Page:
> During the last two decades and a half, important changes occurred in the realm of rice production and profitability. First, the cost of producing rice is several times higher than potato but the rate of profit is more than double for potato. Second, the yield of wheat, jute and potato has increased over time but the yield of rice has almost doubled from 2.16 t/ha in 1988 to 3.7 t/ha in 2000 and about 4.6 t/ha in 2014.
More than a factor of almost four increase in the yield of a staple crop that has been grown in that region for a thousand years is a technological miracle.
>The country is notable for its soil fertility land, including the Ganges Delta, Sylhet Division and the Chittagong Hill Tracts. Agriculture is the largest sector of the economy, making up 18.6 percent of Bangladesh's GDP in November 2010 and employing about 45 percent of the workforce. The agricultural sector impacts employment generation, poverty alleviation, human resources development and food security. More Bangladeshis earn their living from agriculture than from any other sector. The country is among the top producers of rice (fourth), potatoes (seventh), tropical fruits (sixth), jute (second), and farmed fish (fifth).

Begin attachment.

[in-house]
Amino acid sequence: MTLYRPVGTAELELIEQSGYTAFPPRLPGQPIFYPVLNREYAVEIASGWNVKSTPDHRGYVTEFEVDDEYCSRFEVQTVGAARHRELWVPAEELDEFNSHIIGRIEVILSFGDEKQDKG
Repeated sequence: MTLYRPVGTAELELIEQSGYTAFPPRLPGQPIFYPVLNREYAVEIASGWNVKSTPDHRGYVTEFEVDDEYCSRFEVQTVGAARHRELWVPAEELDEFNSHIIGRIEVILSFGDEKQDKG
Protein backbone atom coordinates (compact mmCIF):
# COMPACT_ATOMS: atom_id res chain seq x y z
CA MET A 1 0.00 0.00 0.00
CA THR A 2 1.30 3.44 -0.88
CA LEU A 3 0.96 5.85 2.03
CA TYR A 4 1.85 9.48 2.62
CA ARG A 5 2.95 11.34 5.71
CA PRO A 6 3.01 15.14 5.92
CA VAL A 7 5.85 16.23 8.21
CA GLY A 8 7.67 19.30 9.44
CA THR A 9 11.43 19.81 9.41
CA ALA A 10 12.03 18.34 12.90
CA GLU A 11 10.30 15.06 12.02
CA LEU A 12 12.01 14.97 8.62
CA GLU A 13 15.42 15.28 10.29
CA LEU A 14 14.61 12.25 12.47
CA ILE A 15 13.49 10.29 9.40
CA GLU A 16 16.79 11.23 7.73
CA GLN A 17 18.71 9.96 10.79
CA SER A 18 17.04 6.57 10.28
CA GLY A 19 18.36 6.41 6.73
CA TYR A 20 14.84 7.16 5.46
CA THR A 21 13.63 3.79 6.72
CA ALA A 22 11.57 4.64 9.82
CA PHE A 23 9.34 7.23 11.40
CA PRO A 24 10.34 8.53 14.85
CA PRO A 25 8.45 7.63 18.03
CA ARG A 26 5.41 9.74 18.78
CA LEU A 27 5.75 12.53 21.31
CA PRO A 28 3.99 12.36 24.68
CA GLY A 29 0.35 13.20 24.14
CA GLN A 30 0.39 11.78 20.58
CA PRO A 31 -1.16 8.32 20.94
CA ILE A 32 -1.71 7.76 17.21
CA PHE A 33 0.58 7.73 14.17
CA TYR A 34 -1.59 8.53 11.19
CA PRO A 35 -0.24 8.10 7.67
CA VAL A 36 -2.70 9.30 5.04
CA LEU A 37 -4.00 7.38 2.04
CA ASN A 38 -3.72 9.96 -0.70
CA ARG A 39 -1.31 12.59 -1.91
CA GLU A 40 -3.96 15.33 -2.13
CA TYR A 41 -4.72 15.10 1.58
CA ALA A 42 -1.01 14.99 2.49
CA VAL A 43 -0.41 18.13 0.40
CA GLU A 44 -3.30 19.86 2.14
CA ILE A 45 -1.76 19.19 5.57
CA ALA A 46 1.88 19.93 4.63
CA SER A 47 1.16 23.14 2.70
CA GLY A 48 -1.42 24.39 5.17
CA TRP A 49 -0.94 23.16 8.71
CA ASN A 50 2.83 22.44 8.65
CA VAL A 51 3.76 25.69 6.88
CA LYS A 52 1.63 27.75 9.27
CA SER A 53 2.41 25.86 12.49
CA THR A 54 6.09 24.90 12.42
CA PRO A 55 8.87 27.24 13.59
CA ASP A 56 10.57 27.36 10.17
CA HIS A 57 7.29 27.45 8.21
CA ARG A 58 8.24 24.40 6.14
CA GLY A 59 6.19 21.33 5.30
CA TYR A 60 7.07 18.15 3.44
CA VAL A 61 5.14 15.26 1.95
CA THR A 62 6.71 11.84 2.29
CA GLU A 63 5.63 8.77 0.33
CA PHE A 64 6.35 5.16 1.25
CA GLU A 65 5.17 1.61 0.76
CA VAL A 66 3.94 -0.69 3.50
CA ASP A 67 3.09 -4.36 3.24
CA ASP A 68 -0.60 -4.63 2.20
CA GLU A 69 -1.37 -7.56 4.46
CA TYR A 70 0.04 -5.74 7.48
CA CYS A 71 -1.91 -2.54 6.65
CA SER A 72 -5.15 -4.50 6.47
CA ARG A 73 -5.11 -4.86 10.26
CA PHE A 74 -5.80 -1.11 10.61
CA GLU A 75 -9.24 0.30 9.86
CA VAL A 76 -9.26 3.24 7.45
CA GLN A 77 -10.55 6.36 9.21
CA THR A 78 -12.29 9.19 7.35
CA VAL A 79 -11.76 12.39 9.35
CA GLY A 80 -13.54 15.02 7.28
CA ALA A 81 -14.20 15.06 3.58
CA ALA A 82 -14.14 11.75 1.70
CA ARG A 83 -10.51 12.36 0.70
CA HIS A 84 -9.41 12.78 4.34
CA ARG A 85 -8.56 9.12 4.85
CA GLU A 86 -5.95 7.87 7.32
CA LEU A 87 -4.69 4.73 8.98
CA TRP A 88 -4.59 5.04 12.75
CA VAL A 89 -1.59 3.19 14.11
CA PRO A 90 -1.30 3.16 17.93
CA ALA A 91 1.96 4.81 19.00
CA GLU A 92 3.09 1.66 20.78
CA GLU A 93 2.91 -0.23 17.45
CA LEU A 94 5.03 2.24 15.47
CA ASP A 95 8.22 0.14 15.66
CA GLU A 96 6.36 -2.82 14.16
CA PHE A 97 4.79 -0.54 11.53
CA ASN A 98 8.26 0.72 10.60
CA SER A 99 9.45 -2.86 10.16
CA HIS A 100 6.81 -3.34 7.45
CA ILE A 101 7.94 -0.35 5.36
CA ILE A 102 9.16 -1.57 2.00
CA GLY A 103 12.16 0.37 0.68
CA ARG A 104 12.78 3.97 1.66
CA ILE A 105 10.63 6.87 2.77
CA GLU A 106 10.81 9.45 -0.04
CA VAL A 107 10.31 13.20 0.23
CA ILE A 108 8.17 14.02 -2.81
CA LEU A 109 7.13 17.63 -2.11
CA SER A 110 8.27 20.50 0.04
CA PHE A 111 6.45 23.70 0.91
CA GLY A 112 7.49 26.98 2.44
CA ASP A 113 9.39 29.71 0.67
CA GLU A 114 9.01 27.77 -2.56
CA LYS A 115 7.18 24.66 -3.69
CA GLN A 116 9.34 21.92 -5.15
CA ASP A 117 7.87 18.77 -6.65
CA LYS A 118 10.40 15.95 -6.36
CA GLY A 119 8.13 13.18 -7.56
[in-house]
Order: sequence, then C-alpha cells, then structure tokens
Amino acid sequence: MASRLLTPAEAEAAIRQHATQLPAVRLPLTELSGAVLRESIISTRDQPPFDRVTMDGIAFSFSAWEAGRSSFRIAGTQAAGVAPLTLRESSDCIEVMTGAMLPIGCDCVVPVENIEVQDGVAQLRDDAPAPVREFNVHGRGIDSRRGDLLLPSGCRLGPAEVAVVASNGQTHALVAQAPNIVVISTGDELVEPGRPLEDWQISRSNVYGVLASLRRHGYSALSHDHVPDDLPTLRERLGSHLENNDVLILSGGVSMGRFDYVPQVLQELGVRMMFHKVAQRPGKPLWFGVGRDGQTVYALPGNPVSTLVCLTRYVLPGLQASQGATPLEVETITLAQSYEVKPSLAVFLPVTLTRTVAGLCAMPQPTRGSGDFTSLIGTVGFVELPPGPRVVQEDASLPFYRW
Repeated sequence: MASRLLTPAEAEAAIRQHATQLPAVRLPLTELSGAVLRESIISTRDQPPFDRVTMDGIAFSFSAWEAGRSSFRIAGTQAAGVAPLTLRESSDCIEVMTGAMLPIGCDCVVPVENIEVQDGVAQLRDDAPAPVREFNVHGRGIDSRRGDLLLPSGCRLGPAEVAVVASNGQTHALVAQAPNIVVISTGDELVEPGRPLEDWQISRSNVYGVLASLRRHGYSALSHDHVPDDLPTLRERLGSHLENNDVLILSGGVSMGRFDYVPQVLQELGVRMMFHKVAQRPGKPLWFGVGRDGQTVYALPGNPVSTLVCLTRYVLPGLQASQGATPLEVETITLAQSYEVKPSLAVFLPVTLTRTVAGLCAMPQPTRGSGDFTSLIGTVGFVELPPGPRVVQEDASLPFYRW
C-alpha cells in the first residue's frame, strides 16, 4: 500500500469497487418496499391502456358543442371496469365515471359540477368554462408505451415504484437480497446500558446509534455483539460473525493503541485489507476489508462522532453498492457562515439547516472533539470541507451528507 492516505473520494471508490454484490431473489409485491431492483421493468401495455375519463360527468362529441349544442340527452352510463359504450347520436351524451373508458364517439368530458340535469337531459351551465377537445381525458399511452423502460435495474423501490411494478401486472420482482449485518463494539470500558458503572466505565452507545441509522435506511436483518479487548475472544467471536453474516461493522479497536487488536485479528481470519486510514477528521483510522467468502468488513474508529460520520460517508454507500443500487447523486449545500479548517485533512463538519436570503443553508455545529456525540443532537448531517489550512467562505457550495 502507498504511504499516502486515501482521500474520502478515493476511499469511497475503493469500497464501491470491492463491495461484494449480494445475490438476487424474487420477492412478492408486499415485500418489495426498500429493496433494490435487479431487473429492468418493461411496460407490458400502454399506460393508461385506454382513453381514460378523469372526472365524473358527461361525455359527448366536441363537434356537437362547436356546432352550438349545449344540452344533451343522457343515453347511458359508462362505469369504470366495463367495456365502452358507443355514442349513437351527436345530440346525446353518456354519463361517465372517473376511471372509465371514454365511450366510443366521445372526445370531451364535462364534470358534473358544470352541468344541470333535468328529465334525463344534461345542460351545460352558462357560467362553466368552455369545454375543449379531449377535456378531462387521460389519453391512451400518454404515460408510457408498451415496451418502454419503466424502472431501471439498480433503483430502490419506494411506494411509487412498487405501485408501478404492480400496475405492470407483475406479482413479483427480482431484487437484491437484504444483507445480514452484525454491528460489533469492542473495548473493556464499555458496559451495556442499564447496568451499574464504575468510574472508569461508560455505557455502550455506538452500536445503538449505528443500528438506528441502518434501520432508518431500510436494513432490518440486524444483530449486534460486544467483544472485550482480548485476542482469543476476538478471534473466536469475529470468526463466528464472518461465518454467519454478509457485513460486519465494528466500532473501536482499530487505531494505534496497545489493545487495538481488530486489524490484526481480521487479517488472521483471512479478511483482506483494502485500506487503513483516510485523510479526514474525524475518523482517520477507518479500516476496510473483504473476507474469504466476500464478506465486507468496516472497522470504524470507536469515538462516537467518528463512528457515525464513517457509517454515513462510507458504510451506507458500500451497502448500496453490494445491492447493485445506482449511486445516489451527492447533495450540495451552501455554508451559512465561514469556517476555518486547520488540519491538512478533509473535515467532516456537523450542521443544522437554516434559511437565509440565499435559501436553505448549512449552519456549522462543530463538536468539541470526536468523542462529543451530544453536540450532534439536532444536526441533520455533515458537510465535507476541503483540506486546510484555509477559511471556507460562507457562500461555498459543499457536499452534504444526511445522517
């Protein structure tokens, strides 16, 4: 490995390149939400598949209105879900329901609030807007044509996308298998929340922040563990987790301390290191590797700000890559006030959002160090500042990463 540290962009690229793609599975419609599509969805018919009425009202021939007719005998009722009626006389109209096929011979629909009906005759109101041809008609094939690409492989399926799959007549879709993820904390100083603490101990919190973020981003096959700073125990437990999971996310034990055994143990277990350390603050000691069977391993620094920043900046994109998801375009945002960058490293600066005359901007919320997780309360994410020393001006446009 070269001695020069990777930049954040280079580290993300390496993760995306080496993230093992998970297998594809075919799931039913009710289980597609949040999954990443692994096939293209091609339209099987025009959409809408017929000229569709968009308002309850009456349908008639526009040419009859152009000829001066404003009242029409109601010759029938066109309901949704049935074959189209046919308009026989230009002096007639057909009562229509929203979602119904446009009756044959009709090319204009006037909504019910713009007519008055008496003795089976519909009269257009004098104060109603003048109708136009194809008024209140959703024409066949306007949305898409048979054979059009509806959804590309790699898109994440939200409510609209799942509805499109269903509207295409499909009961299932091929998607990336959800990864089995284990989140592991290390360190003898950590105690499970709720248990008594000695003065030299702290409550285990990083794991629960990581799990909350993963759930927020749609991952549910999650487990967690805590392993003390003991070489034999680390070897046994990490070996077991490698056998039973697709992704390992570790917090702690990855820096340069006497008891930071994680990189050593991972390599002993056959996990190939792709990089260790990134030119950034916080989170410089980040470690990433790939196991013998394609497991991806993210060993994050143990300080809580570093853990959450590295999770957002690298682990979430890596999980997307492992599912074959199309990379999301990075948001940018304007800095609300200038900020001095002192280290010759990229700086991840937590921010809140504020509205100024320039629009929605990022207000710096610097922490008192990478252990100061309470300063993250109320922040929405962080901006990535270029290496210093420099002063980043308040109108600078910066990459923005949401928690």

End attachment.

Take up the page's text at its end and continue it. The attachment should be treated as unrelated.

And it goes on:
To get a perspective: look at the map of egypt and map of their population density. Half the country is pretty much in Nile Delta and most of the rest is along Nile.
Closer to home, South Florida will eventually have similar problems. The whole region sits on permeable limestone so dikes are pointless.
That leaves emigration or mortality increases, barring further food miracles.
Most people in those countries do not consume large amount of meat, massively reducing their need for large amount of agricultural land.
Soil fertility is just part of the equation, does not explain Egypt, Pakistan and a multitude of other countries.
As you said, US has only a 3rd of the population. This is probably the reason they are the largest exporters of food in the world.
You clearly haven’t been to Pakistan anytime recently